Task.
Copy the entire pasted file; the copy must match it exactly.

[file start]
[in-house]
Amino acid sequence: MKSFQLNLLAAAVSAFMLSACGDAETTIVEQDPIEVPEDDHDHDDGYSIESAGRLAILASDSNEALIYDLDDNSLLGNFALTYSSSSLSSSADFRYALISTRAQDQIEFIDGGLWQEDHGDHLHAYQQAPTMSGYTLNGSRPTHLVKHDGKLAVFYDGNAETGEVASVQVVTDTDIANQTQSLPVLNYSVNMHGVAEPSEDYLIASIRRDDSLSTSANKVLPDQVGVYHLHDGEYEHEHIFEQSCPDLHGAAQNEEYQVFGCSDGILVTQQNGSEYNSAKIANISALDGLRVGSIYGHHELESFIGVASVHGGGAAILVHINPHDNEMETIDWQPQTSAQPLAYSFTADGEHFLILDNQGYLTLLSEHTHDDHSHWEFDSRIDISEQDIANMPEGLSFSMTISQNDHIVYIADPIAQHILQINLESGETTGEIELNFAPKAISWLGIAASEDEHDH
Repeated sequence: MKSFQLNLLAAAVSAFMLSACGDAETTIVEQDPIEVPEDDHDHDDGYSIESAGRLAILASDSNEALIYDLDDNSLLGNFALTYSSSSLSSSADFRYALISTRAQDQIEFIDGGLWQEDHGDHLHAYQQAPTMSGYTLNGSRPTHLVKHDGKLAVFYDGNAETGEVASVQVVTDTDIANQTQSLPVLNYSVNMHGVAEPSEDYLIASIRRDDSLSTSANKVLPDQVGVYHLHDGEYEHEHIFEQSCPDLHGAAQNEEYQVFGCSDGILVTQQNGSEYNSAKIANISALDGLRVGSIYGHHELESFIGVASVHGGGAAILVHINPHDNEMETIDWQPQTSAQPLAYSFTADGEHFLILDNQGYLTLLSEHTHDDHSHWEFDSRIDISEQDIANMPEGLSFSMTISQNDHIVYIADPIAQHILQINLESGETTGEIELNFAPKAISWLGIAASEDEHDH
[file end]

[in-house]
Amino acid sequence: MKSFQLNLLAAAVSAFMLSACGDAETTIVEQDPIEVPEDDHDHDDGYSIESAGRLAILASDSNEALIYDLDDNSLLGNFALTYSSSSLSSSADFRYALISTRAQDQIEFIDGGLWQEDHGDHLHAYQQAPTMSGYTLNGSRPTHLVKHDGKLAVFYDGNAETGEVASVQVVTDTDIANQTQSLPVLNYSVNMHGVAEPSEDYLIASIRRDDSLSTSANKVLPDQVGVYHLHDGEYEHEHIFEQSCPDLHGAAQNEEYQVFGCSDGILVTQQNGSEYNSAKIANISALDGLRVGSIYGHHELESFIGVASVHGGGAAILVHINPHDNEMETIDWQPQTSAQPLAYSFTADGEHFLILDNQGYLTLLSEHTHDDHSHWEFDSRIDISEQDIANMPEGLSFSMTISQNDHIVYIADPIAQHILQINLESGETTGEIELNFAPKAISWLGIAASEDEHDH
Repeated sequence: MKSFQLNLLAAAVSAFMLSACGDAETTIVEQDPIEVPEDDHDHDDGYSIESAGRLAILASDSNEALIYDLDDNSLLGNFALTYSSSSLSSSADFRYALISTRAQDQIEFIDGGLWQEDHGDHLHAYQQAPTMSGYTLNGSRPTHLVKHDGKLAVFYDGNAETGEVASVQVVTDTDIANQTQSLPVLNYSVNMHGVAEPSEDYLIASIRRDDSLSTSANKVLPDQVGVYHLHDGEYEHEHIFEQSCPDLHGAAQNEEYQVFGCSDGILVTQQNGSEYNSAKIANISALDGLRVGSIYGHHELESFIGVASVHGGGAAILVHINPHDNEMETIDWQPQTSAQPLAYSFTADGEHFLILDNQGYLTLLSEHTHDDHSHWEFDSRIDISEQDIANMPEGLSFSMTISQNDHIVYIADPIAQHILQINLESGETTGEIELNFAPKAISWLGIAASEDEHDH